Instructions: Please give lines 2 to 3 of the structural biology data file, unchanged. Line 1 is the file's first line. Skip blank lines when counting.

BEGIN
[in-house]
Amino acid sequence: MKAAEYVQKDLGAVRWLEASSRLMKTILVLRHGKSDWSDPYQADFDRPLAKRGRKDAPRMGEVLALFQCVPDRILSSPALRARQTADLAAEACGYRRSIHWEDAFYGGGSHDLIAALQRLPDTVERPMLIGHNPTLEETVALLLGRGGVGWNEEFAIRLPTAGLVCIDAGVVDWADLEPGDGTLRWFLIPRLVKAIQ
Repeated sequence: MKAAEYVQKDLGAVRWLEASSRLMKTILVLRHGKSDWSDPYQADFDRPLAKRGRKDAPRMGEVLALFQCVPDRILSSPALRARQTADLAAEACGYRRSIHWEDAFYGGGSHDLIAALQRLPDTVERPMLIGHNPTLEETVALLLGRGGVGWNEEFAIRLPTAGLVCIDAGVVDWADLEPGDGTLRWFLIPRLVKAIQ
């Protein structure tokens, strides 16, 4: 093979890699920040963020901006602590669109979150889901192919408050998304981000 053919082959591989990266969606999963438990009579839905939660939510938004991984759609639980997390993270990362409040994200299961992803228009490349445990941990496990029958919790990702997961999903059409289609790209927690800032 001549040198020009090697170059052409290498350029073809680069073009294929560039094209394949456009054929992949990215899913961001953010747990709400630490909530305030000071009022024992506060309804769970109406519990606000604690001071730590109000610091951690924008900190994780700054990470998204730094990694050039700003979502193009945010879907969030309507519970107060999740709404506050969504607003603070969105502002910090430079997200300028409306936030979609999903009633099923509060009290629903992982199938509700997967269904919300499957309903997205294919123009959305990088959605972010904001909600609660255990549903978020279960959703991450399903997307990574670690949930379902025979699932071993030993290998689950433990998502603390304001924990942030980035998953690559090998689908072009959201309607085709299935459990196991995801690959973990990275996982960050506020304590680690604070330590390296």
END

Amino acid sequence: MKAAEYVQKDLGAVRWLEASSRLMKTILVLRHGKSDWSDPYQADFDRPLAKRGRKDAPRMGEVLALFQCVPDRILSSPALRARQTADLAAEACGYRRSIHWEDAFYGGGSHDLIAALQRLPDTVERPMLIGHNPTLEETVALLLGRGGVGWNEEFAIRLPTAGLVCIDAGVVDWADLEPGDGTLRWFLIPRLVKAIQ
Repeated sequence: MKAAEYVQKDLGAVRWLEASSRLMKTILVLRHGKSDWSDPYQADFDRPLAKRGRKDAPRMGEVLALFQCVPDRILSSPALRARQTADLAAEACGYRRSIHWEDAFYGGGSHDLIAALQRLPDTVERPMLIGHNPTLEETVALLLGRGGVGWNEEFAIRLPTAGLVCIDAGVVDWADLEPGDGTLRWFLIPRLVKAIQ